Representatives from 45 national scientific user facilities converged on Capitol Hill on Wednesday, March 28 and Thursday, March 29 for an exhibition organized to recognize exciting science and promote the overall benefits of user research. Arranged by the National User Facility Organization (NUFO) in response to Congressional invitations, the exhibition included a poster from each NUFO facility plus posters describing industrial and small business research at NUFO facilities. More than 200 people–legislators, members of their staffs, funding agency representatives, and members of the general public–attended all or part of the two-day event, held on Wednesday afternoon in the Dirksen Senate Office Building and on Thursday afternoon in the Cannon Caucus Room.
Brief remarks on Wednesday by Tony Lanzirotti, Chair of NUFO (The University of Chicago), Sam Aronson (Director, Brookhaven National Laboratory), Pat Dehmer (Deputy Director, Department of Energy Office of Science), and Steve Wasserman (Senior Research Fellow, Translational Science & Technologies, Eli Lilly) focused on the economic benefits to the nation of the partnership between government, academia, and the private sector. Aronson began by commenting that the partnership between NUFO, the user facilities, and national laboratories is a great symbiotic relationship. Dehmer cited not only the Nobel Prizes won by users of the light sources for very fundamental work, but also current real-world applications. Drug manufacturers use light sources to design drugs, engineers examine engines non-invasively in real time, and high-performance computers enable real-world engineering designs. Dehmer concluded by stating that “research at the NUFO facilities now is allowing us to see, understand, predict, and eventually manipulate the world around us.” Wasserman commented that the concepts and insights that make technology start-up companies successful are invariably in place when the companies are founded and are often based on research conducted by users at national scientific user facilities–facilities that comprise a major component of the “unparalleled scientific infrastructure of the United States.” Wasserman noted, however, that, “with uncertainties in federal support for user facilities, organizations such as his are forced to examine options abroad.”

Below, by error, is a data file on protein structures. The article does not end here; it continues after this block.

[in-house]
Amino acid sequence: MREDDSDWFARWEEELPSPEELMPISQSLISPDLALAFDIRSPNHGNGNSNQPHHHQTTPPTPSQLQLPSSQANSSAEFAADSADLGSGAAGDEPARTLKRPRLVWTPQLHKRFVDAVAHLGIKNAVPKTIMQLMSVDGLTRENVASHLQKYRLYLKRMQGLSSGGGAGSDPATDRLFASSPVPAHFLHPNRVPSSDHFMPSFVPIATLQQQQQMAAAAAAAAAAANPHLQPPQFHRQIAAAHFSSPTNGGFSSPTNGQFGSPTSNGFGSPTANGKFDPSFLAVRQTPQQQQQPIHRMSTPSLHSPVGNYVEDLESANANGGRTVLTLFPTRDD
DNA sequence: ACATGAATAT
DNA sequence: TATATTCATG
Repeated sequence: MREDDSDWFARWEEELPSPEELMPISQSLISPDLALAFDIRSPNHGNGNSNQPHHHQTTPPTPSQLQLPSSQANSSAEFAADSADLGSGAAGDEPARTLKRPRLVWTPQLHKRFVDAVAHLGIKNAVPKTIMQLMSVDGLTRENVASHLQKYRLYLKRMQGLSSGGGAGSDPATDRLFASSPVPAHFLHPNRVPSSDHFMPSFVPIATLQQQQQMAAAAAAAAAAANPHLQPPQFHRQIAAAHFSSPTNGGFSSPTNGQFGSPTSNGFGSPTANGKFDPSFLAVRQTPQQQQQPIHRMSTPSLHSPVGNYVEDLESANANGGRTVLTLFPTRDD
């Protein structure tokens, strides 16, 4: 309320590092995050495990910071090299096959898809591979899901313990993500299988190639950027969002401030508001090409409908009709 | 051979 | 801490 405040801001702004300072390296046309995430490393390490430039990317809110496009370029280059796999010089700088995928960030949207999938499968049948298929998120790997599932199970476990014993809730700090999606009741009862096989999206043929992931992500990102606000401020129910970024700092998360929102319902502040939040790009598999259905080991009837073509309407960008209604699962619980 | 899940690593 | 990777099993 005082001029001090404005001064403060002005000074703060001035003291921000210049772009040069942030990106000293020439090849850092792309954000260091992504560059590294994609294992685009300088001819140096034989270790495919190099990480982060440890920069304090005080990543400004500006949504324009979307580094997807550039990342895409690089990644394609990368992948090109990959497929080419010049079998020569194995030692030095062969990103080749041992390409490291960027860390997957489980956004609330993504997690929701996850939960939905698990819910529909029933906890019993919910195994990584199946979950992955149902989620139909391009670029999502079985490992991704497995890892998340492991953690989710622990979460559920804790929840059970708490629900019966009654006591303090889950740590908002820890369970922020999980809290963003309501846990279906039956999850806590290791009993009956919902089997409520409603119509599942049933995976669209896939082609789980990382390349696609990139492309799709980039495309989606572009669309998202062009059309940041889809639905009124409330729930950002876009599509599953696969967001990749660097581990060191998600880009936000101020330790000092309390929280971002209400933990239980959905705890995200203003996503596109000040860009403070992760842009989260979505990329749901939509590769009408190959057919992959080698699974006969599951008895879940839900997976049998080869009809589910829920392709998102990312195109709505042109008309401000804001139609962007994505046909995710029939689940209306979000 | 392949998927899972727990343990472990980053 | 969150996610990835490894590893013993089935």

Remarks on Thursday by A. Paul Alivisatos (Director of Lawrence Berkeley National Laboratory), Guebre X. Tessema (Program Director, National Science Foundation) and Yan Gao (Senior Scientist, GE Global) echoed the theme of economic benefits of these private/public partnerships. Alivisatos stressed that a core mission of national laboratories is to provide access to research tools that are beyond the practical scope of universities or companies. Tessema concurred that NUFO facilities are a major part of the “innovation ecosystem,” and Gao continued by commenting that GE Global has such a broad range of research programs that access to the range of tools provided by NUFO facilities is critical to his company’s core mission.
The more than 90 volunteers enjoyed the opportunities to share their research accomplishments and network with representatives from other facilities, funding agencies, and the public.